Security Council agrees to extend mandate for U.S.-led forces in Iraq
BAGHDAD, Iraq – The U.N. Security Council extended the mandate of the U.S.-led multinational force in Iraq on Tuesday, saying it hopes Iraqi forces will soon be able to play a greater role and ultimately assume responsibility for their country’s national security.
In a unanimously approved statement, the council deplored the campaign of violence against civilians and Iraqi authorities, and re-emphasized earlier calls to member states to prevent the transit of terrorists into Iraq as well as the flow of arms and money to sustain them.
Meanwhile, U.S. and Iraqi troops battled foreign fighters near the Syrian border and found the body of Anbar province’s missing governor, the highest-ranking Iraqi official kidnapped since the fall of Saddam Hussein, authorities said Tuesday.
The announcement came as the Shiite-dominated parliament reached out to Iraq’s disgruntled Sunni Arab minority by offering a role on the committee drafting a new constitution.
But in a development that could affect efforts to get Shiites and Sunnis working together, President Jalal Talabani said Saddam, a Sunni, could be put on trial in the next two months. The former dictator’s lawyers said they knew nothing about that.
Foreign extremists are thought to be a small portion of the Sunni-dominated insurgency, although they are blamed for some of the worst bombings and other bloodshed that have killed 765 Iraqis in the month since the new government took power.
Officials said the body of Anbar Gov. Raja Nawaf Farhan al-Mahalawi was found Sunday after troops engaged in a fierce firefight with foreigners holed up in a house in Rawah, a desert village 175 miles northwest of Baghdad.
The battle killed two Syrians, an Algerian and a Jordanian and wounded two Saudis and a Moroccan, a U.S. military spokesman, Maj. Wes Hayes, said.
“After questioning the wounded foreign fighters, coalition forces investigated the house and discovered (al-Mahalawi’s) body, which had not been shot,” Hayes said.
An Iraqi government spokesman, Laith Kuba, said the governor apparently was killed by falling rubble. He was chained to a tank of propane.
Al-Mahalawi was kidnapped May 10 during an offensive by U.S. Marines to clear foreign fighters from a stretch of desert along the border with Syria. His fate had been shrouded in mystery since an announcement by relatives and a government official that he had been released two weeks ago.
Another U.S. operation in the region ended Monday in nearby Haditha after scouring that town for insurgents and local allies of Abu Musab al-Zarqawi, the Jordanian-born leader of al Qaeda in Iraq.
The U.S. military said a Marine was killed Monday in a firefight near the restive city of Ramadi, west of Baghdad.
President Bush offered words of reassurance for Prime Minister Ibrahim al-Jaafari’s government as it pursued an Iraqi military operation to root out extremists in Baghdad.
“What you’re seeing is a group of frustrated and desperate people who kill innocent life, and we obviously mourn the loss of every life, but I believe the Iraqi government is plenty capable of dealing with them,” Bush said at a Rose Garden news conference.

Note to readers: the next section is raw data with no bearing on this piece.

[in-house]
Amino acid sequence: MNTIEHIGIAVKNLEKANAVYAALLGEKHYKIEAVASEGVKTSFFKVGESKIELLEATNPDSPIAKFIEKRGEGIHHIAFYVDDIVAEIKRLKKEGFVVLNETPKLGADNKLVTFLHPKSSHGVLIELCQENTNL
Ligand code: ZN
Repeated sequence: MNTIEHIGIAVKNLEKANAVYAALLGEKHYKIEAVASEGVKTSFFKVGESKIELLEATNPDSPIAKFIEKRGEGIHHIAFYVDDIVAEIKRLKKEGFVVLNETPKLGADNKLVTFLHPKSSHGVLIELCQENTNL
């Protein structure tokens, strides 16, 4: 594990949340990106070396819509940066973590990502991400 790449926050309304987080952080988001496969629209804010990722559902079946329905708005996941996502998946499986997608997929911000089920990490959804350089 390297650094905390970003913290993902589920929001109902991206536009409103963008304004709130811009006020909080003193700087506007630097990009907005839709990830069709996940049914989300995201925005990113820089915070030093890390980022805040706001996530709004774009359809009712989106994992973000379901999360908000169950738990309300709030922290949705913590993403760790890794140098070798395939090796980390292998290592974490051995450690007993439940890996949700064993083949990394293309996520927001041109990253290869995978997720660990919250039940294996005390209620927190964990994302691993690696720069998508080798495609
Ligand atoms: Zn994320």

The Baghdad crackdown, Operation Lightning, involves more than 40,000 soldiers.
“We have so far achieved good results and rounded up a large number of saboteurs. Some are Iraqis and some are non-Iraqis,” al-Jaafari said, but provided no details.
At the U.N., the Security Council approved extending the mandate of the U.S.-led multinational force at the urging of Iraq’s Foreign Minister Hoshyar Zebari, who said Iraqi troops and police cannot yet defend the country against the insurgency.
“We in Iraq still face a destructive campaign of terror and violence that aims at derailing the political process and undoing the progress that has been achieved so far,” Zebari said.
A council resolution on June 8, 2004, authorized the force to stay in Iraq at the request of the interim government – but the former interim prime minister, Ayad Allawi, asked the council to review the mandate in a year, or at the request of the transitional government formed in late April following the Jan. 30 elections.
Acting U.S. Ambassador Anne Patterson said the U.S.-led force won’t leave “until the Iraqis can meet the serious security challenges they face.”
The multinational force has trained and equipped 165,000 Iraqi soldiers and police, but more needs to be done so Iraqi forces can take control of the country’s security and gain the confidence of the Iraqi people, she said.
In an effort to calm sectarian tensions worsened by the relentless insurgency, key Iraqi lawmakers said Tuesday they wanted 13 Sunni Arabs to join a 55-member committee of legislators given the task of drafting Iraq’s constitution by mid-August.
The 13 Sunnis would not have a right to vote because they were not elected to the 275-member National Assembly, but legislators sought to ease any concerns by offering assurances the panel would make decisions only by consensus.
Although Sunni Arabs make up 15 percent to 20 percent of Iraq’s 26 million people, there are just 17 Sunni Arabs in parliament because most did not take part in the historic Jan. 30 election.
Even though Shiite Arabs and Kurds form a strong overall majority, Sunni Arab support is needed for the constitution because a negative vote in three of Iraq’s 18 provinces during a national referendum would block the charter, and Sunni Arabs have big majorities in four of them.
The influential Association of Muslim Scholars, one of the Sunni groups whose support was sought for the committee, said it was “unacceptable” for the 13 not to be able to vote. A spokesman, Abdul-Salam al-Kobeisi, said that would only fuel tensions.
Another group, the Iraqi Islamic Party, said it would wait until a Thursday meeting with committee leaders before making a decision.